Grammar schools, good or bad?
We get a lot of people, who are relocating from abroad to the UK (and who are maybe not familiar with the UK education system), ask us how to get their children into a grammar school. People see the great exam results of these schools and understandably want their own children to achieve the same high level and see attending a grammar school as the best way of doing this.
However, my personal thoughts are as follows:
- A lot of people heavily tutor their children so they do well in the 11+ (or equiv.); but without continued tutoring, those children may then struggle to keep up with the pace of teaching at the grammar school. Ultimately ending up with the child being in the wrong learning environment, one where they struggle and can "feel stupid", which can cause long term damage to confidence.
- Private schools can prepare children for the 11+ (e.g. with practice exams), state schools are not allowed to do so; even children in private schools are often still being heavily tutored outside of school. Hence, there is a real socio-economic in-balance at grammar schools (there are a lot of wealthy/middle class pupils). Although, I actually suspect this is, in part, why a lot of people choose them.
- I've seen no evidence either in data or experience that teaching is any better at grammar schools than at non-grammar schools; in fact, anecdotally I've heard the reverse can be the case. Keep a good eye on GCSE progress scores when looking at grammar schools, this shows you how much "value" the school is adding. However, if a pupil is and has always achieved top scores then progress (as a measure of score improvement) is tricky to measure; i.e. how much can you progress further if you are already at the top?!
- Grammar schools take the highest performing and most academic pupils, unsurprisingly these pupils tend to do well when they take their exams. Has the school got anything to do with that or would they have done well anywhere? I've always thought the later and a new study seems to bear this out: https://www.theguardian.com/commentisfree/2018/mar/28/grammar-schools-value-ditch-them-social-mobility-comprehensives
- Grammar schools often restrict the curriculum to a narrow set of academic subjects, giving pupils less choice as to what they can study.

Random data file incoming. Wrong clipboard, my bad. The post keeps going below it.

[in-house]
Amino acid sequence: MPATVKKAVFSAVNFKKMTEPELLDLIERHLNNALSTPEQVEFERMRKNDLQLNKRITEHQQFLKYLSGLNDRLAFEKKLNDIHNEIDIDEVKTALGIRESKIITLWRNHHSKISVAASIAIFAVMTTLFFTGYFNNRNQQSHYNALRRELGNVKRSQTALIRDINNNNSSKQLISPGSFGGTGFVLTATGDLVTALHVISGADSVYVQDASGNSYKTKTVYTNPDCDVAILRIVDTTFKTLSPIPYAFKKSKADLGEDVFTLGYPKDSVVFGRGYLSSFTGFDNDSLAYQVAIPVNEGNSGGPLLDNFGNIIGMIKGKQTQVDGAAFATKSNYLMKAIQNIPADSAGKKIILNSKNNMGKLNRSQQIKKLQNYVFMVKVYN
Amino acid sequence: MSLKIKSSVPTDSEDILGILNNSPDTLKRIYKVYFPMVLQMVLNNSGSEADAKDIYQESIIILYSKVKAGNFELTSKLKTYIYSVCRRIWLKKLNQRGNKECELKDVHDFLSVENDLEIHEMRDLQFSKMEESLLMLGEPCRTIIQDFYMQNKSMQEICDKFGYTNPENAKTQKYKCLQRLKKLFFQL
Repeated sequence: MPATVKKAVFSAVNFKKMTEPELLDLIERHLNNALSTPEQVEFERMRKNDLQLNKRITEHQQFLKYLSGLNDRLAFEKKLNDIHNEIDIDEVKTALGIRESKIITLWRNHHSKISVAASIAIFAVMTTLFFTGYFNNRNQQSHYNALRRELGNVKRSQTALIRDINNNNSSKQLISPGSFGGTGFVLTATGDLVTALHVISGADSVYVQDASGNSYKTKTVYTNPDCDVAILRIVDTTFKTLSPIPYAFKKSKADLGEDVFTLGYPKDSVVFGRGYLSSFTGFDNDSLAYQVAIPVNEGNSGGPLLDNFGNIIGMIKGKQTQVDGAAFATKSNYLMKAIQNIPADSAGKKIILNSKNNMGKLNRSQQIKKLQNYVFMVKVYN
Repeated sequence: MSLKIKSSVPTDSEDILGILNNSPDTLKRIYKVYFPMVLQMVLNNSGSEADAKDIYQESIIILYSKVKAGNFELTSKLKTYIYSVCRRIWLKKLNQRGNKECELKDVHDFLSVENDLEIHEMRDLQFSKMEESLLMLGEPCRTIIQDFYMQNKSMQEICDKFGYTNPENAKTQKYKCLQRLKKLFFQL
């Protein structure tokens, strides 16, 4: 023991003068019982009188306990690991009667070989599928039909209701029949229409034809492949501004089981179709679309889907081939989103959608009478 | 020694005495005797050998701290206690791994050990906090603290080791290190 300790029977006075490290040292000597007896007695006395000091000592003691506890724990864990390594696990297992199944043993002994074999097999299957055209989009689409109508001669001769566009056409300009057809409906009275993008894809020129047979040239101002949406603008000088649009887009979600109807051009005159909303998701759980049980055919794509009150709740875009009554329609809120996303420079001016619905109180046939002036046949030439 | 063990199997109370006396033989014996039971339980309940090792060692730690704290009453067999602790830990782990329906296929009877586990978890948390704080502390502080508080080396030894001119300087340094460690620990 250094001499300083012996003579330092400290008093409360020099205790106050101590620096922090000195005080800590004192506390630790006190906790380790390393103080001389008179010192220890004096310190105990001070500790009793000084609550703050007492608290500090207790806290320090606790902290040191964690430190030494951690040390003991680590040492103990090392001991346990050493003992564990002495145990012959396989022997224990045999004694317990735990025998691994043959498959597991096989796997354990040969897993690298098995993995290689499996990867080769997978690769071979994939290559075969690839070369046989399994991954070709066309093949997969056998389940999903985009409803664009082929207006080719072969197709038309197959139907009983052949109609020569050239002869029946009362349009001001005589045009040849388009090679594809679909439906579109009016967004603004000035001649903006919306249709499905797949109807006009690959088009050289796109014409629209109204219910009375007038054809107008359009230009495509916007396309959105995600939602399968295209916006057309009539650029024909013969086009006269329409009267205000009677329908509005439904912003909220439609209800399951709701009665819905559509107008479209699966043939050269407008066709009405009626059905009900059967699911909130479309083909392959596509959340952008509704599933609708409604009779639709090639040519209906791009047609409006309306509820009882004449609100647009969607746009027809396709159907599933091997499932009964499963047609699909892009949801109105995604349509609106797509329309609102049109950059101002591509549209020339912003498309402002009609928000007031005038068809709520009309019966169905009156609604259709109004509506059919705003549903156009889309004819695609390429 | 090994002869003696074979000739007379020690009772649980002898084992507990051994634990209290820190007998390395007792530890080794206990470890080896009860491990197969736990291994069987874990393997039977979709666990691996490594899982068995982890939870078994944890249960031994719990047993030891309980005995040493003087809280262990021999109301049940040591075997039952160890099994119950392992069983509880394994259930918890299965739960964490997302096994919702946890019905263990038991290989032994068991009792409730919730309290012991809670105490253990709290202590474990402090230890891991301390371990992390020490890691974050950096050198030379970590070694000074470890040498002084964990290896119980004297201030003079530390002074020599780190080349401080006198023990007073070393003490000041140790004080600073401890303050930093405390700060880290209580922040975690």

- This is a real generalisation .. but I'll throw it out there ... anecdotally and based on personal experience, pastoral care can be poor. We've heard some real horror stories about grammar schools, in particular relating to bullying.
- Underperforming pupils will likely be encouraged not to take certain exams and even to leave the school (conveniently ensuring the school's results don't suffer). It is not uncommon for grammar schools to have sixth form entry requirements where those pupils who performed worst at their GCSEs have to leave, to be replaced by new pupils (who performed the best at other schools). No surprise therefore that the A-Level results end up being top performing as well as GCSE results!
So perhaps these schools are not the be-all-and-end-all.
That said, if your heart is set on a grammar, we have a lot of (unique to Locrating) features you can use to help you plan that move with precision:
- You can filter the map to show only grammar schools using the school filters under the map menu.
- When clicking on a primary school you can see the percentage of leavers who go on to attend a grammar school and which ones they attend; in the "destination schools" tab.
- When clicking on a grammar school you can see which primary schools pupils have come from; in the "feeder schools" tab.
- You can add a home location pin to the map to mark where to live (or intend to live) and when clicked you can view what percentage of pupils in the immediate area attend a grammar school and which ones.
Author: Lewis Tandy